- a female given name.
- Marfa Skavronskaya, 1684?–1727, Lithuanian wife of Peter the Great: empress of Russia 1725–27.
- Sophia Augusta of Anhalt-ZerbstCatherine the Great, 1729–96, empress of Russia 1762–96.
- KateCatherine, 1846–1901, English painter and author and illustrator of children's books.
Examples from the Web for catherine
Contemporary Examples of catherine
Catherine Lemay is impressed by neither the myth nor the reality when she arrives in Montana in the summer of 1956.The Golden West Up for Grabs: ‘Painted Horses’ Is the Next Great Western Novel
November 28, 2014
A case study would be your Twilight director Catherine Hardwicke.The Resurrection of Kristen Stewart
October 11, 2014
Catherine kept the boy, at great personal cost to herself, and she is never totally sure she has done the right thing.
Catherine also seems to relish the danger and violence of her job.
Throughout the show, Catherine cries freely, unlike the other tough broads of crime.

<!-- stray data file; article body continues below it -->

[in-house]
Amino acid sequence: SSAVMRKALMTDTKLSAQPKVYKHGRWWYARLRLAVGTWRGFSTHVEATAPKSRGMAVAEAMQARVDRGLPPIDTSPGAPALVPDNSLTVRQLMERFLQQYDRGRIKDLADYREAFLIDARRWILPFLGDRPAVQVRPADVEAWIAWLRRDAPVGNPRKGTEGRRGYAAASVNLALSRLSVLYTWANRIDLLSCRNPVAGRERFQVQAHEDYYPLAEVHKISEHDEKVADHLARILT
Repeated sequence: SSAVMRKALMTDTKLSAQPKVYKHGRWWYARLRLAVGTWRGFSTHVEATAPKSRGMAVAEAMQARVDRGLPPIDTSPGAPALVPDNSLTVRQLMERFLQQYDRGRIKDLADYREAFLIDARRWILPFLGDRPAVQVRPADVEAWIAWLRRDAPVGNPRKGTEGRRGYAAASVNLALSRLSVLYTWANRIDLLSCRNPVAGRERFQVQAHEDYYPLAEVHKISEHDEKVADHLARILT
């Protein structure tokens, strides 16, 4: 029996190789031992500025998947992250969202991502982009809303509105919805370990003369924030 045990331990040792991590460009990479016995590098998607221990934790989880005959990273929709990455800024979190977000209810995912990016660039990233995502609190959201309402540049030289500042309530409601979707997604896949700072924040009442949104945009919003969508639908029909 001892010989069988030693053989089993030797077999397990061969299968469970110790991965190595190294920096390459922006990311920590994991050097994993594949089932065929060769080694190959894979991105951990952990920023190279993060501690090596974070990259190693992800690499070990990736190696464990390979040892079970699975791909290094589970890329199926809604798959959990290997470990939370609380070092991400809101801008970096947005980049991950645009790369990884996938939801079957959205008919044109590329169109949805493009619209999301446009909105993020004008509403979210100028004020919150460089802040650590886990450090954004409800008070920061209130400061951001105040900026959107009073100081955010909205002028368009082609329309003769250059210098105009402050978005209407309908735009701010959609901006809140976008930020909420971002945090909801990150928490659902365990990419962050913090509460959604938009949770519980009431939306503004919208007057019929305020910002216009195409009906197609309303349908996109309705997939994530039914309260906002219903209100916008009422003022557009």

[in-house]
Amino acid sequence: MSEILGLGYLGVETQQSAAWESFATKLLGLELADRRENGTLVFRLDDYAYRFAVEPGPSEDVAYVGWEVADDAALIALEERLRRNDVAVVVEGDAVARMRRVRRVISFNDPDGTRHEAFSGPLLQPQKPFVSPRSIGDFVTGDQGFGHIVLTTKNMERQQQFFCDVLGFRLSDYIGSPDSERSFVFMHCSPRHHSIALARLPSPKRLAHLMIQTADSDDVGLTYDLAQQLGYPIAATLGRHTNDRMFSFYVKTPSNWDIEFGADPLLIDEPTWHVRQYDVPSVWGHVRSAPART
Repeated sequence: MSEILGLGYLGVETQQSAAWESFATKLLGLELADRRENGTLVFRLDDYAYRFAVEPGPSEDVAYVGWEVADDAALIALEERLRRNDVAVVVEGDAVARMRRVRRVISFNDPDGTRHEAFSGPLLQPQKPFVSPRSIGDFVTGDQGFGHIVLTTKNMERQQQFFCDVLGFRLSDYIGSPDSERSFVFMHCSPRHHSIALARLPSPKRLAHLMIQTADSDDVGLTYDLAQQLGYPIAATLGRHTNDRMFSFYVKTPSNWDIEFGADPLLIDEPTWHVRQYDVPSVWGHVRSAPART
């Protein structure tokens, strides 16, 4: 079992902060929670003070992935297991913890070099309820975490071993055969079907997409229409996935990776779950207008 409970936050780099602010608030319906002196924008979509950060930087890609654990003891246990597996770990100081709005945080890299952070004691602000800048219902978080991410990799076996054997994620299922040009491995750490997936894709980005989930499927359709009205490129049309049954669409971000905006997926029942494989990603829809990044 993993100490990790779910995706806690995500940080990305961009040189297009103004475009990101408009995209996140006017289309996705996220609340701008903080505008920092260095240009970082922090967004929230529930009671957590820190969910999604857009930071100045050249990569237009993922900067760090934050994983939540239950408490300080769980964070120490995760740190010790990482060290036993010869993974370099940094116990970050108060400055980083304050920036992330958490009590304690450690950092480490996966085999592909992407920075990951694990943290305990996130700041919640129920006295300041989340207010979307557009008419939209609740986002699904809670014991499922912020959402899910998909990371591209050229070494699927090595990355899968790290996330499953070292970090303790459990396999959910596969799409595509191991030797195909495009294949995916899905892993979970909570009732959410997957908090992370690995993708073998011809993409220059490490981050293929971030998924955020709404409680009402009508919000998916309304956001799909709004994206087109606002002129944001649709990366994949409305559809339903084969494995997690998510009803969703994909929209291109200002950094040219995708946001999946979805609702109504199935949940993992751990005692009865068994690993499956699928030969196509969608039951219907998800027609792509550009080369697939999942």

Historical Examples of catherine
She was soon missed, and all the girls in the house were set to looking for Catherine.Harriet, The Moses of Her People
Sarah H. Bradford
In short, Catherine, everything has gone wrong, but it is now all happily settled.Lady Susan
As Catherine finished this epistle, she lifted her eyes and beheld Philip.
Catherine bowed her head, and with a gush of tears fell into his arms.
For neither he nor Catherine ever contemplated separation or death.
- Saint. died 307 ad, legendary Christian martyr of Alexandria, who was tortured on a spiked wheel and beheaded
- ?1684–1727, second wife of Peter the Great, whom she succeeded as empress of Russia (1725–27)
- known as Catherine the Great. 1729–96, empress of Russia (1762–96), during whose reign Russia extended her boundaries at the expense of Turkey, Sweden, and Poland: she was a patron of literature and the arts
- Kate. 1846–1901, English painter, noted as an illustrator of children's books
- Peter. born 1942, British film director; noted for such cerebral films as The Draughtsman's Contract (1982), Prospero's Books (1990), and Eight and a Half Women (1999)
Word Origin and History for catherine
fem. proper name, from French Catherine, from Medieval Latin Katerina, from Latin Ecaterina, from Greek Aikaterine. The -h- was introduced 16c., probably a folk etymology from Greek katheros "pure." The initial Greek vowel is preserved in Russian form Ekaterina.
As the name of a type of pear, attested from 1640s. Catherine wheel (early 13c.) is named for St. Catherine of Alexandria, legendary virgin martyr from the time of Maximinus who was tortured on a spiked wheel. Her name day is Nov. 25. A popular saint in the Middle Ages, which accounts for the popularity of the given name.